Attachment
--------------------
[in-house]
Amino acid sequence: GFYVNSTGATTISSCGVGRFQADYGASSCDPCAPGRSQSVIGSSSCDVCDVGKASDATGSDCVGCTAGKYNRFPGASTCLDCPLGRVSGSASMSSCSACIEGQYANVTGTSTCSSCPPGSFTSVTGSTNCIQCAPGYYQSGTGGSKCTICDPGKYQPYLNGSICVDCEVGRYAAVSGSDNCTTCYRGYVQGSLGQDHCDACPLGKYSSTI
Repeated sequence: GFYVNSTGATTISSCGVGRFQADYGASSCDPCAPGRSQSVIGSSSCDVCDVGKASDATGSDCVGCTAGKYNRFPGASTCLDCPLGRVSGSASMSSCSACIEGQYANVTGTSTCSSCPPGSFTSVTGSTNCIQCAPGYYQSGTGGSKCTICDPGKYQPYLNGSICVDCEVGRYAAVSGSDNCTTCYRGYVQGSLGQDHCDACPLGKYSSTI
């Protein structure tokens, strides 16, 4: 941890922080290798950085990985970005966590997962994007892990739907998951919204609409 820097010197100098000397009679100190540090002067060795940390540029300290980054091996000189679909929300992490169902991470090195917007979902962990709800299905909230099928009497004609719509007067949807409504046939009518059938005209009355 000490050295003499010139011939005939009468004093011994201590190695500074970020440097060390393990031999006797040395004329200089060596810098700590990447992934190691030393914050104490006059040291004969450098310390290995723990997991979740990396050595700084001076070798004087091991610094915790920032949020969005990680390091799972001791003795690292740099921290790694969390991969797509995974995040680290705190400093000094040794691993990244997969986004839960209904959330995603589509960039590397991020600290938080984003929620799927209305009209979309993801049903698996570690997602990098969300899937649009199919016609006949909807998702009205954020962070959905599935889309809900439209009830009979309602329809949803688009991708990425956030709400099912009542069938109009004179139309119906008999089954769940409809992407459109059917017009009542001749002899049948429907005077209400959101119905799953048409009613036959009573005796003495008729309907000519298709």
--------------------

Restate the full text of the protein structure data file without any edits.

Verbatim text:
[in-house]
Amino acid sequence: GFYVNSTGATTISSCGVGRFQADYGASSCDPCAPGRSQSVIGSSSCDVCDVGKASDATGSDCVGCTAGKYNRFPGASTCLDCPLGRVSGSASMSSCSACIEGQYANVTGTSTCSSCPPGSFTSVTGSTNCIQCAPGYYQSGTGGSKCTICDPGKYQPYLNGSICVDCEVGRYAAVSGSDNCTTCYRGYVQGSLGQDHCDACPLGKYSSTI
Repeated sequence: GFYVNSTGATTISSCGVGRFQADYGASSCDPCAPGRSQSVIGSSSCDVCDVGKASDATGSDCVGCTAGKYNRFPGASTCLDCPLGRVSGSASMSSCSACIEGQYANVTGTSTCSSCPPGSFTSVTGSTNCIQCAPGYYQSGTGGSKCTICDPGKYQPYLNGSICVDCEVGRYAAVSGSDNCTTCYRGYVQGSLGQDHCDACPLGKYSSTI
């Protein structure tokens, strides 16, 4: 941890922080290798950085990985970005966590997962994007892990739907998951919204609409 820097010197100098000397009679100190540090002067060795940390540029300290980054091996000189679909929300992490169902991470090195917007979902962990709800299905909230099928009497004609719509007067949807409504046939009518059938005209009355 000490050295003499010139011939005939009468004093011994201590190695500074970020440097060390393990031999006797040395004329200089060596810098700590990447992934190691030393914050104490006059040291004969450098310390290995723990997991979740990396050595700084001076070798004087091991610094915790920032949020969005990680390091799972001791003795690292740099921290790694969390991969797509995974995040680290705190400093000094040794691993990244997969986004839960209904959330995603589509960039590397991020600290938080984003929620799927209305009209979309993801049903698996570690997602990098969300899937649009199919016609006949909807998702009205954020962070959905599935889309809900439209009830009979309602329809949803688009991708990425956030709400099912009542069938109009004179139309119906008999089954769940409809992407459109059917017009009542001749002899049948429907005077209400959101119905799953048409009613036959009573005796003495008729309907000519298709």